Bag ban plan rejected

The latest push to ban plastic shopping bags has deflated – at least for now.

Mayors and councillors at the Lower Mainland Local Government Association’s (LMLGA) annual meeting in Whistler narrowly voted down a call to prohibit the bags last week.

Many civic politicians wanted to ban the bags as at least a symbolic step in the war on waste.

But Metro Vancouver waste management committee chair Marvin Hunt noted there’s also widespread recognition that film plastic bags make up a miniscule part of what goes to landfills.

“It’s a fraction of one per cent of the waste stream,” he said.

Hunt said there’s a real fear banning plastic shopping bags could actually increase plastic dumping if people who now reuse them for kitchen trash bags or dog waste end up buying other bags.

Metro has pledged to reconsider the issue later this year after further study, so the idea of either a ban or a tax on plastic bags isn’t dead yet.

But Vancouver Coun. Kim Capri said she wants any action to be part of a coordinated regional or even provincial strategy.

“If Vancouver does a ban and Burnaby doesn’t and Surrey doesn’t, then we’re not getting to the heart of the problem,” she said.

Capri – who voted against the resolution from Maple Ridge – said she’d like to achieve a serious reduction in plastic use, but doubts banning bags will work.

“I don’t think an ultimate ban is going to work. We’re not at a place yet where people do not have to package their garbage, where people don’t use something to pick up their dog poo.”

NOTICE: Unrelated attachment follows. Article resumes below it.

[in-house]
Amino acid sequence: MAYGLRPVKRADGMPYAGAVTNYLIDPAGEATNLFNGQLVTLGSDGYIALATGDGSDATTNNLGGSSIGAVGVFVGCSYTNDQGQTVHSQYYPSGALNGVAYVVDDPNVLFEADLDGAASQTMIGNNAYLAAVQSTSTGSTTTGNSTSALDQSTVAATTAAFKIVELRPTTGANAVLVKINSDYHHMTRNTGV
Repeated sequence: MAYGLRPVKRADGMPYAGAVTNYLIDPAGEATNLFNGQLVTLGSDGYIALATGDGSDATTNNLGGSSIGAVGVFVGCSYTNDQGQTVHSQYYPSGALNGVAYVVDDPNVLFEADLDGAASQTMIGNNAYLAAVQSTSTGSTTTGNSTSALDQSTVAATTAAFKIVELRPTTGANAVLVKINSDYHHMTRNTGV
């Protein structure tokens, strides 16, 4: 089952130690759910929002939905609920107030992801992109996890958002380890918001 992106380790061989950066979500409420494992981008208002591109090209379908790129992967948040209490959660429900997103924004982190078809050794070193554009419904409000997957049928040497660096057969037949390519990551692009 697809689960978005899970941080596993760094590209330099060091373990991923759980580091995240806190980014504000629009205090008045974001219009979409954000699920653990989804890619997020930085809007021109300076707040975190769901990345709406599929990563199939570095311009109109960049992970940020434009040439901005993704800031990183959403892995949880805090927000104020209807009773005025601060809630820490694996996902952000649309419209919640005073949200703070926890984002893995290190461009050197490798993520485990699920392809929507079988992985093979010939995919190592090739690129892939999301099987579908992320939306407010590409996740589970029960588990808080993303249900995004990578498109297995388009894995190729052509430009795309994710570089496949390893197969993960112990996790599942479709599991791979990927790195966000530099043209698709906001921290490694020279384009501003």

Capri also questions whether other waste reduction priorities should come first.

“Why plastic bags as opposed to styrofoam, takeout food containers or disposable diapers? Milk jugs still end up in the landfill.”

Langley Township Coun. Bob Long, the LMLGA’s outgoing president, said there’s been huge progress among major retailers in fostering the use of reusable bags through customer incentives.

We encourage an open exchange of ideas on this story's topic, but we ask you to follow our guidelines for respecting community standards. Personal attacks, inappropriate language, and off-topic comments may be removed, and comment privileges revoked, per our Terms of Use. Please see our FAQ if you have questions or concerns about using Facebook to comment.
BCTF executive recommends six-year teacher deal
Family issues appeal to find Crystal Ratvay of Abbotsford
Surrey mayoral candidate pledges to relocate trains
Fire tears through North Delta sawmill
Hwy 99 interchange opens
Rail announcement scheduled
Family grieves woman killed in Newton
BCTF touts deal in email to members
Chilliwack auto shop destroyed by fire

Community Events, September 2014

Add an Event

Read the latest eEdition

Browse the print edition page by page, including stories and ads.

Sep 16 edition online now. Browse the archives.